Dumb question (probably) 12v amplifier - connecting to battery.

I have a Lepai LP-2020A+ amplifier still waiting for me to install the ceiling speakers in our kitchen.
It has a bullet(?)/barrel(?) connector in the back, standard wall wart input, for 12V 2A. I have a PSU for it and everything works nicely. Drives standard HiFi speakers very nicely considering the price.
I am contemplating using this in our caravan (next problem is choosing speakers) which has a 12V leisure battery.
Apart from finding a suitable lead, in line switch and a fuse, is there anything else I should consider before fitting this?
Running off 12V looks the obvious way to go because it should work on and off mains power.
Cheers
Dave R
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A 12v vehcle battery is more like 13.8v when it's being charged by the alternator. It will still probely be OK, but to be sure you could put two diodes in series with the supply that will drop the voltage about 1.2v
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On 20/03/2017 12:57, Graham. wrote:

I've used a lot of AV equipment that has been supplied with a 12V psu, in motorhomes, using the motorhome's 12V supply. I've never had a problem either with voltage or interference, as far as I can recall.
But do get the polarity right!
Bill
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Must admit this problem with large spikes many seem to mention isn't something I've seen in practice. I've added quite a bit of home designed and built electronics to the old Rover without taking any precautions against this - just normal smoothing. And non of it has failed.
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Dave Plowman (News) wrote:

    The only times I can recall high voltage spikes on a 12/24V system was on buses and milk floats around 1960. The bell coil on the bus used enough current to produce >200V spikes which destroyed the Germanium diodes in the alternator. On the milk floats, the back emf from the motors had the same effect on Germanium transistors. I've never seen a problem after 1970.
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On 21/03/17 10:53, Capitol wrote:

And of course cars are stuffed full of electronics these days.
I looked up the spec of a popular 20W IC audio amp designed for car use. 40V spikes its designed to handle
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On Tuesday, 21 March 2017 10:53:11 UTC, Capitol wrote:

Suppression of Transients in an Automotive Environment 1999 by Littelfuse has a very different take on it. Independent studies by the Society of Automotive Engineers (SAE) have shown that voltage spikes from 25V to 125V can easily be generated [1], and they may last anywhere from 40ms to 400ms. There are diagrams explaining it all.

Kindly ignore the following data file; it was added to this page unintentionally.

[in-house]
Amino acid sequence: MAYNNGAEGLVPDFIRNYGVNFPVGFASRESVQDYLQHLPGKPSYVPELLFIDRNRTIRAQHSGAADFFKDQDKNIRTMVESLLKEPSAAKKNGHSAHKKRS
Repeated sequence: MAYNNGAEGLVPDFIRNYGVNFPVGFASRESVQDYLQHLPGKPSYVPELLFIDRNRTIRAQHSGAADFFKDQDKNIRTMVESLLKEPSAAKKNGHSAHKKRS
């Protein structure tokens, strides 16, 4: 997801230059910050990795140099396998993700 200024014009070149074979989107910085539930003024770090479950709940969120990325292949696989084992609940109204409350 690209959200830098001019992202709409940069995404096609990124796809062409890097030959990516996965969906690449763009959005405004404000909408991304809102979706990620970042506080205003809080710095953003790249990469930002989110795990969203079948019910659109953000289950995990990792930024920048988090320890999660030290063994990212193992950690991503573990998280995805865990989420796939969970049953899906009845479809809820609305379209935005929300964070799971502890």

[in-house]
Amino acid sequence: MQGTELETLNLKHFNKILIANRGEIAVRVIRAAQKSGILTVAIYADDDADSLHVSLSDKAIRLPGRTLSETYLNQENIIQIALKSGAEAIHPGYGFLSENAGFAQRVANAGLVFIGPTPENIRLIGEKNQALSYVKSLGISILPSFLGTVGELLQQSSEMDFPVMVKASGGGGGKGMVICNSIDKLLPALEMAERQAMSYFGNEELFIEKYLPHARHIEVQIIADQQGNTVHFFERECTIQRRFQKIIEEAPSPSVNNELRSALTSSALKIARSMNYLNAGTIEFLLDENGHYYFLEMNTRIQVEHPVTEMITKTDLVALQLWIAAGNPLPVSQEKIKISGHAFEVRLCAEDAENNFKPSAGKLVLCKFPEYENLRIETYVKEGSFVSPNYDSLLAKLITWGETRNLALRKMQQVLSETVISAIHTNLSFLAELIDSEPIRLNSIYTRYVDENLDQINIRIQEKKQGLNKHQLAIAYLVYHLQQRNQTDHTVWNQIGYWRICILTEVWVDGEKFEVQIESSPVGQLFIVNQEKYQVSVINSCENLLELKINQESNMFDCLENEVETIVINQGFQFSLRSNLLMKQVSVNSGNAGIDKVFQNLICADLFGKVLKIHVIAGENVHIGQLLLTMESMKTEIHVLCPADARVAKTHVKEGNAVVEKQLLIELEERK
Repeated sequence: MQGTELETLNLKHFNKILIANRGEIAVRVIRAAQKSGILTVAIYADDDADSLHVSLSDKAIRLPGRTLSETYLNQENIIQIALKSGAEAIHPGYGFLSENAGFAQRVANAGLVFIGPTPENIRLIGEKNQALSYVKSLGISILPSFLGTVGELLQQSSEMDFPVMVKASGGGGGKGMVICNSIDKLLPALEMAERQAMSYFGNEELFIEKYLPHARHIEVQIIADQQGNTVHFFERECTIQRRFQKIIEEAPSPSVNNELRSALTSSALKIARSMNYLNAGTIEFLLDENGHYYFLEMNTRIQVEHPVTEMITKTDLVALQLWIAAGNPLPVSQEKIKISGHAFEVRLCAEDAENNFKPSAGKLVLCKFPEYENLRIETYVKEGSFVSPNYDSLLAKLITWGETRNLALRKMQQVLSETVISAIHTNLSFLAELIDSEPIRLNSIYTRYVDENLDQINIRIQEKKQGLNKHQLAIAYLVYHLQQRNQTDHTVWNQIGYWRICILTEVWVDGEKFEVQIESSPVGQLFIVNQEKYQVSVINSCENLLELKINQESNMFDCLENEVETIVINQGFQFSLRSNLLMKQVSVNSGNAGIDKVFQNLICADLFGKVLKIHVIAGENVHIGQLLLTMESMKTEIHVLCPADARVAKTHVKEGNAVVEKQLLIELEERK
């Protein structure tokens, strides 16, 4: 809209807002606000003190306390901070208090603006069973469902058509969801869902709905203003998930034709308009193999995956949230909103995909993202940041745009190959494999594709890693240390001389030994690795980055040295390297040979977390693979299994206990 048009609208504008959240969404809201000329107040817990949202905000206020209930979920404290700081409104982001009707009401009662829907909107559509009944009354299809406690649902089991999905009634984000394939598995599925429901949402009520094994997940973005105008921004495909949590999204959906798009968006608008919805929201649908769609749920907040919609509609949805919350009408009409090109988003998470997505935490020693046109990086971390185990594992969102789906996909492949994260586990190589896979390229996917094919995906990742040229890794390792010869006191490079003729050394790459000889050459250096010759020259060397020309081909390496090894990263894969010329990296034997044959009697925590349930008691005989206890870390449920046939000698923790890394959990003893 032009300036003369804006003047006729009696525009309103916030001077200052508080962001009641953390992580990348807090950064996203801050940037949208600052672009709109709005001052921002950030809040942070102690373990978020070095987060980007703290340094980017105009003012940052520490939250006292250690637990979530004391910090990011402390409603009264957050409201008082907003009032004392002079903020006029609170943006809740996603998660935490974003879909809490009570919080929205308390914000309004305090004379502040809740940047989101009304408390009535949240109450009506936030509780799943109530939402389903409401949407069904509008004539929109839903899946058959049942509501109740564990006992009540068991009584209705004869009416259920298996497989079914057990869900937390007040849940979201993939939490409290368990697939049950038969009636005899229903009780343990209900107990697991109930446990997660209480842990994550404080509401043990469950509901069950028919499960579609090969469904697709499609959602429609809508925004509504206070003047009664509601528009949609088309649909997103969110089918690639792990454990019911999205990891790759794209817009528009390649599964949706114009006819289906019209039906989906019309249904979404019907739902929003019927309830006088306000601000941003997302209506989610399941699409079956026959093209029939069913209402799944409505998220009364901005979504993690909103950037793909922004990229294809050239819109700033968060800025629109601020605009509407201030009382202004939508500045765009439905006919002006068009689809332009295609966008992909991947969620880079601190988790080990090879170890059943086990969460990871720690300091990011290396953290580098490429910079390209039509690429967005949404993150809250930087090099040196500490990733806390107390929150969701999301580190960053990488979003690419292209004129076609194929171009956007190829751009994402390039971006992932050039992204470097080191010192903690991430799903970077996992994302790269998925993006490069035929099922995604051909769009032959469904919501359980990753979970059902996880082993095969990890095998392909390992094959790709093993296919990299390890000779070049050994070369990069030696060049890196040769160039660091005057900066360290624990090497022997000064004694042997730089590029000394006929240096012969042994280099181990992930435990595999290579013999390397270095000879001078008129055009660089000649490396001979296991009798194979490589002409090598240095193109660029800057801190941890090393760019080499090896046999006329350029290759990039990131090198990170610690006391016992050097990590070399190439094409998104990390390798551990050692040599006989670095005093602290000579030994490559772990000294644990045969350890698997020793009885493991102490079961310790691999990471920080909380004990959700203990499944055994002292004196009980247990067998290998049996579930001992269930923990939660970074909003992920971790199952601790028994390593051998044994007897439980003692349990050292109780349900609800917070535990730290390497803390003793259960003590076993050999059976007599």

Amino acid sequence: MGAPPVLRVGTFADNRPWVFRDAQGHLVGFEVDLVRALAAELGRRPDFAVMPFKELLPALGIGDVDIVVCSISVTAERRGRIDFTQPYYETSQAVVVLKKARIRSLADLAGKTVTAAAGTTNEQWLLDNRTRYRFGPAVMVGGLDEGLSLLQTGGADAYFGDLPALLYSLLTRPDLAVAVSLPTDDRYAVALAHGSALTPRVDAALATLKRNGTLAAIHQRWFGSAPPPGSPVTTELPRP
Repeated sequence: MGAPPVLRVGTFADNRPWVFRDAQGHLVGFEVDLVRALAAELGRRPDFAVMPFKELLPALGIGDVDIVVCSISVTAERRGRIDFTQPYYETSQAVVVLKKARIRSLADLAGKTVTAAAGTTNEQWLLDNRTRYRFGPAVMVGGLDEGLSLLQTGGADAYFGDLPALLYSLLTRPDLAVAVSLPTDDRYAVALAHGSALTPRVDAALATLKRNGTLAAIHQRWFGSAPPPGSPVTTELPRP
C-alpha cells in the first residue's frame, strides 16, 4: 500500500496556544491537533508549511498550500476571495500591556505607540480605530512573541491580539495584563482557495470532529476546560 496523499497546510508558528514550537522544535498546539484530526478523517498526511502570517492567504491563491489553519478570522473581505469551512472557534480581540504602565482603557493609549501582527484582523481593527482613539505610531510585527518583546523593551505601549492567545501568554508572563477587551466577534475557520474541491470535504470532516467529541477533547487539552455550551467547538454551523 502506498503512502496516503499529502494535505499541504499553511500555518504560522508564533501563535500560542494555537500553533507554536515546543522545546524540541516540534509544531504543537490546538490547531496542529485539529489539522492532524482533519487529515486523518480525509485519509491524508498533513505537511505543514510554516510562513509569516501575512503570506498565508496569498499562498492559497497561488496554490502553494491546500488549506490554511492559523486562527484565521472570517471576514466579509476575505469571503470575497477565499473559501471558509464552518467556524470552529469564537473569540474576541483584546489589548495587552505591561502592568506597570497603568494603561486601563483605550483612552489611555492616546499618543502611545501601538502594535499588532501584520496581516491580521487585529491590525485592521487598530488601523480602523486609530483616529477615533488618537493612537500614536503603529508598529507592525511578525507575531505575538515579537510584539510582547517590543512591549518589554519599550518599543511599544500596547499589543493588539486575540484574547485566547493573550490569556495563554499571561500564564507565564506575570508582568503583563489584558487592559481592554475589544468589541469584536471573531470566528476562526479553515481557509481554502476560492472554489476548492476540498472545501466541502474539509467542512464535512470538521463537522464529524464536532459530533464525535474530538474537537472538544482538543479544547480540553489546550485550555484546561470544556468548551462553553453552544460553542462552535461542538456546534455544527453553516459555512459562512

NT
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Interesting. I've never seen a say 5v regulator that can cope with 125v. 60v is common for automotive rated ones.
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On Monday, 20 March 2017 12:28:59 UTC, David WE Roberts (Google) wrote:

s

Vehicle electrics produce huge voltage spikes in some circumstances. It's u nlikely that a cheap Chinese amp has any protection against them. Its odds of survival would be improved if the leisure battery it runs from were alwa ys disconnected from the car during starting. Some cars do that.
NT
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On 20/03/2017 14:37, snipped-for-privacy@gmail.com wrote:

Couple of diodes and a big choke filter might help, available wildly overpriced from all good ICE emporiums :)
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On Monday, 20 March 2017 15:01:32 UTC, Lee wrote:

:
ives

e
and

's unlikely that a cheap Chinese amp has any protection against them. Its o dds of survival would be improved if the leisure battery it runs from were always disconnected from the car during starting. Some cars do that.

A big choke is a great way to produce spikes fatal to silicon.
NT
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Would this amp in a caravan be in use when the car engine is started or running?
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Dave Plowman (News) wrote:

Modern caravan electrics disconnect all except the caravan battery and fridge (if fitted) once the car ignition feed is live.
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https://caravanchronicles.files.wordpress.com/2012/07/caravan-wiring-13-pin.jpg

Chris
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That would be very stupid. So you start your car as the battery is getting low, and can't use the lights to see in the caravan, watch TV, etc, etc?
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On 20/03/2017 14:37, snipped-for-privacy@gmail.com wrote:

Modern control units in motorhomes/caravans isolate the supplies to things like amps* (assuming their are correctly installed) while the vehicle ignition is on. Therefore, the amp shouldn't 'see' any spikes etc on the charging supply from the vehicle.
The control units have either integral or external 'smart' chargers which, with the leisure batteries, supply a pretty clean DC supply.
*only a few 'dumb' items are allowed to be powered, to comply with the regs. For example, in mine (a motorhome) a couple of lights and the fridge in the rear. In a caravan, you would only need the fridge.
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Does the output use a bridge system, ie no common earth to speakers, if so be very careful with installing the cables and speakers. Brian
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